There are four different ways to win the game in Civilization Revolution. The "easiest” is a Domination victory, where you take over a certain number of another civilization's main cities to win. This isn't as easy as it sounds, and while it can be the quickest way to win, once the technological levels start getting high, you're going to face a lot more opposition. The second way is an Economic victory. By reaching at least 20,000 gold in your bank, you get the ability to create a World Bank Wonder, which instantly awards you victory. The third is a Cultural victory. For each Great Person, Wonder or any city that willingly converts (not captured) by your civilization, you earn a point. Once you've reached 20 Culture victory points, you can build the United Nations Wonder, which also awards you a victory. Finally, there is a Technological Victory, which involves researching Spaceship Technology and sending a colony ship to Alpha Centauri. The ship you build can be customized to hold more people and travel faster by creating parts for it in your cities. Once it is built, you launch it toward Alpha Centauri. Assuming nobody else wins in the number of years it takes your ship to safely reach Alpha Centauri, a Technological victory is yours. While a Technological victory earns you the most points, particularly when you have a high number of colonists, it also requires the most effort to succeed.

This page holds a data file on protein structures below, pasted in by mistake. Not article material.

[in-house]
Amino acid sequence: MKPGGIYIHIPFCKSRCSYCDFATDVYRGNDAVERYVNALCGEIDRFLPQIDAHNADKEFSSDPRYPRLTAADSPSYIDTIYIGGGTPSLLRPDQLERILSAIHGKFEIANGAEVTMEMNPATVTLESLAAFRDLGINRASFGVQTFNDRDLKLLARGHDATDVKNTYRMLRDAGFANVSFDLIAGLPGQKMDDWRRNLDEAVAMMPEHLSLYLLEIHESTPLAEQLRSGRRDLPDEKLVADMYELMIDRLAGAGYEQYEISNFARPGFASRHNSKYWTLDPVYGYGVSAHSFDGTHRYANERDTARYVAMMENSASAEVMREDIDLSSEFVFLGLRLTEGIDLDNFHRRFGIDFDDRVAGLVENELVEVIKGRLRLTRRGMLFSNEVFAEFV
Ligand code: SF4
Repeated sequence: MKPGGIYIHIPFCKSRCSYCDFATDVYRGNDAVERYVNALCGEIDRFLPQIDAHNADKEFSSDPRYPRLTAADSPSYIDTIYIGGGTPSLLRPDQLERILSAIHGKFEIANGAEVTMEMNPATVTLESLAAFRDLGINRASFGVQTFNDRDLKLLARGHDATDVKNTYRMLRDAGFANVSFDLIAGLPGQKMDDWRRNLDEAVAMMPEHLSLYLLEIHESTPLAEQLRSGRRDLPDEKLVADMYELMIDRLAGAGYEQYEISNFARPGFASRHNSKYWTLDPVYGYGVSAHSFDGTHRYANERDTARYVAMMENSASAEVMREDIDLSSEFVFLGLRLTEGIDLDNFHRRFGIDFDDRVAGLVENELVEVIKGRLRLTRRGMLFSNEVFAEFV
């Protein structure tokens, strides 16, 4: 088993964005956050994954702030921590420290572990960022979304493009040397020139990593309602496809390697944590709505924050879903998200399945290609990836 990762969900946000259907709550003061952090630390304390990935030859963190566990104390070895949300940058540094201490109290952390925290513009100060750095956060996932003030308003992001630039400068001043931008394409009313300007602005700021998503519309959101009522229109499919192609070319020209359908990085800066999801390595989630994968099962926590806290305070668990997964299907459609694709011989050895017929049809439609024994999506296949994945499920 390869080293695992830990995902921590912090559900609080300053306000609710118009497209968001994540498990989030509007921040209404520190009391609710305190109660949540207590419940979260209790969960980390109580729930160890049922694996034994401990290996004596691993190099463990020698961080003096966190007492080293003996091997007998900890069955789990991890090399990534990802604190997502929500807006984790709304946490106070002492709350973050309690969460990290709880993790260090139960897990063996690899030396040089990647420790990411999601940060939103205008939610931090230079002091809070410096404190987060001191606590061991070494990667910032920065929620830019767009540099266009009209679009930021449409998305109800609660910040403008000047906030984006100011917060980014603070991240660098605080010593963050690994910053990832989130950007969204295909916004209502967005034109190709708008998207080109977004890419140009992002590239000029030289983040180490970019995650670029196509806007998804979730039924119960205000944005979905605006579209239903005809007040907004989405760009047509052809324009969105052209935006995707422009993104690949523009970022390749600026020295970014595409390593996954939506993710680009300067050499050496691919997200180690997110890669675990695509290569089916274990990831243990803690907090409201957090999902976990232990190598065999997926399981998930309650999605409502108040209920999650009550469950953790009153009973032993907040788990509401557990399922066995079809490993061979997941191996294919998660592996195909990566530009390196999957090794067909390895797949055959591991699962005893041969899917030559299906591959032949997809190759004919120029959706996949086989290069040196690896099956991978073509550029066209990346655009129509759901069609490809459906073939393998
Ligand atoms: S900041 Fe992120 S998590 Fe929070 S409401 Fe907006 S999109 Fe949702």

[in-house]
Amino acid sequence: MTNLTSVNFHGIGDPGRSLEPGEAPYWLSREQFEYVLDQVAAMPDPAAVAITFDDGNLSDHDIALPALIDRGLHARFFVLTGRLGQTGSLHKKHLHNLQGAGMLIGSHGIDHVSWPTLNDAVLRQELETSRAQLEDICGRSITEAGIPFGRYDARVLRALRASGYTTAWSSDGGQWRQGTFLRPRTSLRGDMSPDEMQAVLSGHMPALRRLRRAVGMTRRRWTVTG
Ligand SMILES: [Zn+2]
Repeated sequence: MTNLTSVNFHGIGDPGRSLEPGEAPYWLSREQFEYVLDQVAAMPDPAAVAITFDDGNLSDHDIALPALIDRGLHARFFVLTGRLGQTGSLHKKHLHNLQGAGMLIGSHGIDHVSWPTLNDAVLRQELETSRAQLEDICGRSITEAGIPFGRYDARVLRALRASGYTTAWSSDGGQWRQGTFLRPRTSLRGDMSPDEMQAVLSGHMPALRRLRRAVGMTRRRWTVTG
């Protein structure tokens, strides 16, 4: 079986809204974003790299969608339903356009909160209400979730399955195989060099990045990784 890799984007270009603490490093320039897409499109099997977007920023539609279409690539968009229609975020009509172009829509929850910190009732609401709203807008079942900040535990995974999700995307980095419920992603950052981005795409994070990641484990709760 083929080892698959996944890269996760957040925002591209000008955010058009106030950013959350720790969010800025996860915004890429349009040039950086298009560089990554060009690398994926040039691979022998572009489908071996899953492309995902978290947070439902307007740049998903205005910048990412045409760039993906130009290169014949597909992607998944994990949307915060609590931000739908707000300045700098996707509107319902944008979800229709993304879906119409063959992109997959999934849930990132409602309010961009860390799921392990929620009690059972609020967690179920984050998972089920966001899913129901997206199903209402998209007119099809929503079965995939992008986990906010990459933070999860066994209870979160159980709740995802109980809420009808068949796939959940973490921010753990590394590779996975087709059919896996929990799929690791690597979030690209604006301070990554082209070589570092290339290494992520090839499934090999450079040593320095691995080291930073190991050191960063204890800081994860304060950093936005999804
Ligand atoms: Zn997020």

Beyond the main game, Civilization Revolution also offers a few other gameplay modes. Scenario games have with a slight twist. Take, for example, the Beta Centauri scenario, which assumes that your settlers are colonizing a brand new planet. You begin with access to all of the technologies in the game, but you must also deal with an increase in "alien" barbarians, and since you're already on a new planet, you can't achieve a Technology win. The Golden Age is a scenario where barbarians are less violent, Great People are more commonly appearing, and Technology advances faster. Each of these scenarios offers a fun and unique twist on the Civilization gameplay, and they're a good way to mix things up after you've proven your domination over the regular single-player mode. There are also Game of the Week scenarios that change every week and give you a prepared situation that you have to succeed in. Players can then upload their scores from the Game of the Week to the Xbox Live leaderboards to show off their civilizations.